Summary: When you are not well grounded, you are easily tossed to and fro.

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End Time Confusion

(2 Thessalonians 2:1-4)

1. Ever since the days of the early Church, there have been False Teachings about the Coming of the Lord. Let me list just a few Deceptions.

• In A.D.135, a man named Montanus proclaimed that the New Jerusalem would soon descend from heaven to earth and land in what is now Turkey. He was wrong.

• About 100 years after that, a historian named Hippolytus records that a Bishop convinced his followers to sell all their possessions and follow him into the wilderness because the Lord was on His way. He was wrong, and his followers were left homeless and hungry.

• Skip ahead to the year 999. St. Peter’s Basilica in Rome was filled with people weeping and trembling. They were sure the thousand-year-mark would be the time. Eventually they went on home to their usual routines.

• During all the Middle Ages, there were many groups who taught End Time Doctrines. Many of them set dates and caused a lot of confusion. Some taught that the Puritans were setting up the “New Jerusalem” on American soil and would usher in the Millennium.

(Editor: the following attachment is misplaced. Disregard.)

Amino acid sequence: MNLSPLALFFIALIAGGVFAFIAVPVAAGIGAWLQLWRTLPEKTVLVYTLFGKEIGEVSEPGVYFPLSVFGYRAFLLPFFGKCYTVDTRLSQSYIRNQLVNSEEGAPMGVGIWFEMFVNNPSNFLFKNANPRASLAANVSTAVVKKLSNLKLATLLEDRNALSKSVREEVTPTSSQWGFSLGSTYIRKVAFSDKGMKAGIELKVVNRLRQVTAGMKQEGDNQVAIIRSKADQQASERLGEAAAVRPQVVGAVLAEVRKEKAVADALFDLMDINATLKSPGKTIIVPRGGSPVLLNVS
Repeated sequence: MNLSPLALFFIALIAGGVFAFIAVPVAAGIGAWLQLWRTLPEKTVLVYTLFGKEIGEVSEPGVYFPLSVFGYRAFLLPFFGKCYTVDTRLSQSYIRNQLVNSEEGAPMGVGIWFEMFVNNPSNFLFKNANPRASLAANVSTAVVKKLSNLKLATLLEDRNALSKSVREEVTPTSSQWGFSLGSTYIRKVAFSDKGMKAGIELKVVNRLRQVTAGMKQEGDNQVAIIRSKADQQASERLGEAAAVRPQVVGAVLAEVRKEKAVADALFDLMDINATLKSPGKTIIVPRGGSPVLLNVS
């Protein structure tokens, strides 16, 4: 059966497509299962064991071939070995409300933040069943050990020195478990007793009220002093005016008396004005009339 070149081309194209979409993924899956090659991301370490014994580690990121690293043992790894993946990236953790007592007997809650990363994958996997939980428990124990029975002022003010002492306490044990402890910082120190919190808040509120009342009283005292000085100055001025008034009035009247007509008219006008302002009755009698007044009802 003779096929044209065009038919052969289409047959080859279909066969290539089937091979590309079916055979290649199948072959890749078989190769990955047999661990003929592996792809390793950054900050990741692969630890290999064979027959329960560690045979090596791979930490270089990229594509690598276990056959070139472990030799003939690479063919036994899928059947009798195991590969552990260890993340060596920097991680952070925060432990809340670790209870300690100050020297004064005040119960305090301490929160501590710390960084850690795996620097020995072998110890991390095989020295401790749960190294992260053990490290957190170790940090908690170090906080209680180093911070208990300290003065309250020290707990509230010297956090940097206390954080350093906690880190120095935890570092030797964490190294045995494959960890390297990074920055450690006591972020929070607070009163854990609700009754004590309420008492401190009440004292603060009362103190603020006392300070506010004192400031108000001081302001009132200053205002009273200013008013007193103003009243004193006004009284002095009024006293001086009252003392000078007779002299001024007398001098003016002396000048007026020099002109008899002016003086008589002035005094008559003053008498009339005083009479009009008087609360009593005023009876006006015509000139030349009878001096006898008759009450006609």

• In 19th Century America, there was a surge of interest in the Second Coming. In fact, that’s when a farmer named William Miller taught that Christ would secretly snatch away believers before the public coming. (This is now called the Rapture.) Miller predicted the Rapture would occur on March 21, 1842. He revised the date to April 3, 1843, and over 3,500 followers jammed the Boston Advent Temple. The next day, he lost some followers, but he continued to set dates.

• You’ve heard of some of the groups that grew out of the teachings of the Millerites. The Jehovah’s Witnesses and 7th day Adventists trace their roots back to Miller.

• Hal Lindsey taught that Christ would come within 40 years of the time Israel became a nation in 1948. The forty years was up in 1988.

• Recently Jack Van Impe (a TV evangelist) said he believed Christ would come back between 2008 and 2013. [Source K. Edward Skidmore, Sermon Central, edited]

2. The Bible’s teaching about End Time events is tricky in spots; as a result, some people prefer not to study it all. They do not see its relevance.

3. But the Scriptures are filled with information about the End Times. And 2 Timothy 3:16-17 assures us that all Scripture is inspired and profitable to bring us to spiritual maturity.

4. So if we do not study end time prophecy, we can be sure we will have areas of spiritual deficiency.

5. Other Christians are afraid of prophecy because they have seen people go off the deep end. But the question is this: Do people go off the deep end because they study prophecy, or do people with unhealthy perspectives gravitate toward prophecy because they are looking for something to go off the deep end with? Did prophecy make them weird, or did they become obsessed with prophecy because they were first weird? I think the latter.

6. So we need to let God set our agenda, not be reactionary to the abuses around us.

7. But End Time events can be breeding grounds for heresy. This is nothing new -- this was a problem even in the first century!

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